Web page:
postmortem debugging (core/minidump) & modules

I’m looking at how the LLDB minidump reader creates the list of modules:

void ProcessMinidump::ReadModuleList() {

const auto file_spec = FileSpec(name.getValue(), true);

ModuleSpec module_spec = file_spec;

Status error;

lldb::ModuleSP module_sp = GetTarget().GetSharedModule(module_spec, &error);

if (!module_sp || error.Fail()) {

continue;

}

}

LLDB currently will insist on finding a local image for the module, which is usually not the case for postmortem debugging on machines different than the the the one where the minidump was created.

I don’t see an obvious way to model modules which have no local image (which is still different than the remote scenario where there is a remote module image), am I missing anything?

Thanks!
Lemo.

I’m looking at how the LLDB minidump reader creates the list of modules:

void ProcessMinidump::ReadModuleList() {

const auto file_spec = FileSpec(name.getValue(), true);

ModuleSpec module_spec = file_spec;

Status error;

lldb::ModuleSP module_sp = GetTarget().GetSharedModule(module_spec, &error);

if (!module_sp || error.Fail()) {

continue;

}

}

LLDB currently will insist on finding a local image for the module, which is usually not the case for postmortem debugging on machines different than the the the one where the minidump was created.

I don’t see an obvious way to model modules which have no local image (which is still different than the remote scenario where there is a remote module image), am I missing anything?

The lldb_private::Platform is responsible for digging up any binaries for a given target, so this code should be grabbing the platform from the target and using that to get the shared module. That way if you create a target that is a minidump on a different system (macOS, linux, etc), the platform would be remote-windows.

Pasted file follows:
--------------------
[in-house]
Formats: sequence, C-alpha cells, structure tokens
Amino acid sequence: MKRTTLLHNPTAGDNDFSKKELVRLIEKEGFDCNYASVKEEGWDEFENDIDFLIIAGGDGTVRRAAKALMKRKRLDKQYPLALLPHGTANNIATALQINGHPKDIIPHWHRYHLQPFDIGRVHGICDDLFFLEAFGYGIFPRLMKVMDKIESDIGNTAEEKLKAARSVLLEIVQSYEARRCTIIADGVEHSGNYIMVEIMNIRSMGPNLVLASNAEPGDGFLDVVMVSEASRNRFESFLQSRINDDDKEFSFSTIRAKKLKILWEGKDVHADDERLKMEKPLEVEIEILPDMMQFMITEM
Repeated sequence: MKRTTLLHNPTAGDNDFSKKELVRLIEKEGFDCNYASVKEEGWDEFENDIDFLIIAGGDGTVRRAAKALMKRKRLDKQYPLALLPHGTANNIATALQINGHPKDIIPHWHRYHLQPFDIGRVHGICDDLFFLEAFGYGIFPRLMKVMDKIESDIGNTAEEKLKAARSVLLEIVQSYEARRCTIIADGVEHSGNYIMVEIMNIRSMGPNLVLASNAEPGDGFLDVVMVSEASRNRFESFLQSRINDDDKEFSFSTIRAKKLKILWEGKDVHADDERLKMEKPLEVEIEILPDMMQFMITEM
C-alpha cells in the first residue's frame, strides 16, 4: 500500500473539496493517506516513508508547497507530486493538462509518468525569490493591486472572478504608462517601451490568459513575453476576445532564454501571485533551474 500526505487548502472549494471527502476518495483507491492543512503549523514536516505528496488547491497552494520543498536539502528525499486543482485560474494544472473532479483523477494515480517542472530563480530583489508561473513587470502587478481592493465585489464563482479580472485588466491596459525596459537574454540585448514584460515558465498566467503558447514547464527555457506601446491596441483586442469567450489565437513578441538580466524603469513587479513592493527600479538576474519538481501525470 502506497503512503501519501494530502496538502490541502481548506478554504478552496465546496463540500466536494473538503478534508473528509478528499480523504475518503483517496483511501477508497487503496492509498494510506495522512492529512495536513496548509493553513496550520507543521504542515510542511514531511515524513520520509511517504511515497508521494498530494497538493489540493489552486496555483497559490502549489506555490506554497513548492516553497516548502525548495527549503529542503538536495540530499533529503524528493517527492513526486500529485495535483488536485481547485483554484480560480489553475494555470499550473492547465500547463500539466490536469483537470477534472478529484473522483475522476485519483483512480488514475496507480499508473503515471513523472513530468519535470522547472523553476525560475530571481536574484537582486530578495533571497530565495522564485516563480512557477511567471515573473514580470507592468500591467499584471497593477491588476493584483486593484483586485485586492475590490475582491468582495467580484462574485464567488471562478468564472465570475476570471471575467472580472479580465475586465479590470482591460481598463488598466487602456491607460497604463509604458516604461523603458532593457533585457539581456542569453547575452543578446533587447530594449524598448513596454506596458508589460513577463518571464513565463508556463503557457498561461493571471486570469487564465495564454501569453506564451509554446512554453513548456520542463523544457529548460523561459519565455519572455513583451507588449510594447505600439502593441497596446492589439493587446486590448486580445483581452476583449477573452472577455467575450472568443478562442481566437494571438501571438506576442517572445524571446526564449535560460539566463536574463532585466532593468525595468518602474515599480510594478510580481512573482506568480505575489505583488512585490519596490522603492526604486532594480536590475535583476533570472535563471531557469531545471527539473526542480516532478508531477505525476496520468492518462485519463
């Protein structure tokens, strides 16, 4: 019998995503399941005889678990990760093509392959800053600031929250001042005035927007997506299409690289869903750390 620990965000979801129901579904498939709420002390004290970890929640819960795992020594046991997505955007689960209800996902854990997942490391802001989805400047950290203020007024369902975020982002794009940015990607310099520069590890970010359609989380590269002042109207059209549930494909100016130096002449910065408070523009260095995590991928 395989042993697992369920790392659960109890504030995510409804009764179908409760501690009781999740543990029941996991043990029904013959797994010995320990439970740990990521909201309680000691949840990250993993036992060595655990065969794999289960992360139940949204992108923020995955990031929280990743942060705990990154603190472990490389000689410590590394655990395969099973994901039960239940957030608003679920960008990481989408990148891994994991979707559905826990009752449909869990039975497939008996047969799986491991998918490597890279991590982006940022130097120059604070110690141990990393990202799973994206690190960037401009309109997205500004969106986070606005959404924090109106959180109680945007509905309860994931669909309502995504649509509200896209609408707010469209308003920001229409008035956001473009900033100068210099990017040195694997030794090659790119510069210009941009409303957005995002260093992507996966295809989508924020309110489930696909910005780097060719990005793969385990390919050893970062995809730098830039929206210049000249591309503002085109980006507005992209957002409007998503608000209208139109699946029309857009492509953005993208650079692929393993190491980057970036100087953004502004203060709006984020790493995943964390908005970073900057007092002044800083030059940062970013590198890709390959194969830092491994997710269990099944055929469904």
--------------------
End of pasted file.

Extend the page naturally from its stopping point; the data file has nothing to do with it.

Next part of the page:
That being said “ModuleSpec” should be filled in with more than just the path. It should specify the UUID info from the mini dump that specifies exactly which version the file that you want. That way if the file on the current system exists, it won’t return it unless the path matches. I assume the mini dump has each module’s UUID information? If so, set it. If not the file format assumes you will be running the dumping the same machine and it should be updated to include this information. The platform code can then use this UUID info to possible go and fetch the right version from a UUID database, or how ever the platform wants to provide access to certain binaries. At Apple, we call "dsymForUUID " which, if global defaults were set to point at Apple’s build servers, would go out and download the correct file for us and store it locally in a cache for future use.

So fill in the UUID in ModuleSpec and modify the Platform::GetSharedModule() for your platform to do the right thing is the correct way to go. ProcessMinidump should switch over to using the Platform::GetSharedModule() instead of the target one, or use it after the target one if the target returns an invalid module.

Let me know if you have any more questions,

Greg

Thanks Greg! It makes sense and looking at the code it’s already implemented along those lines: Target::GetSharedModule() defaults to Platform::GetSharedModule() if the initial attempt to get the module fails.